Books May 2007

New Fiction

More

Susan Coll’s new novel about the top-tier college-admissions game tries hard and amiably, but it needs to be wait-listed behind worthier spring fiction. Acceptance follows the luck of some affluent suburban-D.C. high-school seniors, including “AP Harry,” a charmless version of Michael J. Fox’s old Family Ties character, a kid so obsessed with getting into Harvard that he perceives the world through a compulsive syno‑ n­ymizing brought on by too much SAT prep: “He looked up and saw an extremely tall, thin (lanky, gangly, awkward) man with a shock of white hair …”

Carried by the bright overwriting of higher-end chick lit—coffee gets “swilled” instead of drunk, and headaches tend toward migraines—this novel is just as caught up in the application process as AP Harry himself. A reader can almost see Coll’s bulging files of clips and downloads about safety schools, weighted GPAs, National Merit scholars, student tour guides, alumni interviewers, the U.S. News list of top liberal-arts colleges, and those “résumé-enhancing” summer jobs that involve humbling service to Third World unfortunates. All of this homework chokes off narrative momentum: A second and more interesting plot, about the admissions office of Yates University in upstate New York, dies upon the ivy vine like an elective the overcommitted novelist has forgotten she’s signed up for. The book ends up being too busy to question seriously the very phenomenon it’s supposed to be satirizing—a predicament that proves ironic (paradoxical, conundrum-like).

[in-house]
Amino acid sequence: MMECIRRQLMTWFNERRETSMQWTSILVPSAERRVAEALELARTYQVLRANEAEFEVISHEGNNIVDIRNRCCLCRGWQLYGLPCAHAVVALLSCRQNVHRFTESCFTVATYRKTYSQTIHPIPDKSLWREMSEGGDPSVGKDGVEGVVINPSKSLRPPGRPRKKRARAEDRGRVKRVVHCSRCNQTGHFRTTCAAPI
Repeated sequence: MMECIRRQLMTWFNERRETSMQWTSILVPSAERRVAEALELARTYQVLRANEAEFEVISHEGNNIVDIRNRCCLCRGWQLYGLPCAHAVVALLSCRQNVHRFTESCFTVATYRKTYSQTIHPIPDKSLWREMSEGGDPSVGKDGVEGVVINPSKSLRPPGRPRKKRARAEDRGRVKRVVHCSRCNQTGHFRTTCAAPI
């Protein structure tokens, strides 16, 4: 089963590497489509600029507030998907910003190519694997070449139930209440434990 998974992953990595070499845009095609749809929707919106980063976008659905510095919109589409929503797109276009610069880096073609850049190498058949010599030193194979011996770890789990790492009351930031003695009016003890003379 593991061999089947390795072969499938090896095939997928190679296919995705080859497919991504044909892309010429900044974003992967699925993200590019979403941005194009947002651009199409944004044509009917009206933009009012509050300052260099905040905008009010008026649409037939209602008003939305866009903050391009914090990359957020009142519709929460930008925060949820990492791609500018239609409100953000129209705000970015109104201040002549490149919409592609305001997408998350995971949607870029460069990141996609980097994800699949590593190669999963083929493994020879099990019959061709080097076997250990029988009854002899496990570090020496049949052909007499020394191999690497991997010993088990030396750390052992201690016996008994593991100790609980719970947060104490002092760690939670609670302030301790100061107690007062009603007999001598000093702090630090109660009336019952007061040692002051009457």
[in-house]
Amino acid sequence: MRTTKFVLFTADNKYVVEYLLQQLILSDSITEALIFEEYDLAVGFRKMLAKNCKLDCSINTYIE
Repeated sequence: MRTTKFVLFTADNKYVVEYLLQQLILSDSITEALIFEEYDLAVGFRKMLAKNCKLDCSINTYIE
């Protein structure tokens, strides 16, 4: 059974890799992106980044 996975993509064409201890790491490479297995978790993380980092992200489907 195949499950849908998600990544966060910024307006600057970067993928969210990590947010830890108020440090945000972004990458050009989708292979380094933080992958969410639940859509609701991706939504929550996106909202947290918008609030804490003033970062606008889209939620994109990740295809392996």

Thomas Mallon is an Atlantic contributing editor. His newest book, Fellow Travelers, will be published this month.
Jump to comments
Presented by

Thomas Mallon’s books include the novels Two Moons and Aurora 7, as well as Rockets and Rodeos, a collection of essays.

Get Today's Top Stories in Your Inbox (preview)

Sad Desk Lunch: Is This How You Want to Die?

How to avoid working through lunch, and diseases related to social isolation.


Elsewhere on the web

Join the Discussion

After you comment, click Post. If you’re not already logged in you will be asked to log in or register. blog comments powered by Disqus

Video

Where Time Comes From

The clocks that coordinate your cellphone, GPS, and more

Video

Computer Vision Syndrome and You

Save your eyes. Take breaks.

Video

What Happens in 60 Seconds

Quantifying human activity around the world

Writers

Up
Down

More in Entertainment

More back issues, Sept 1995 to present.

Just In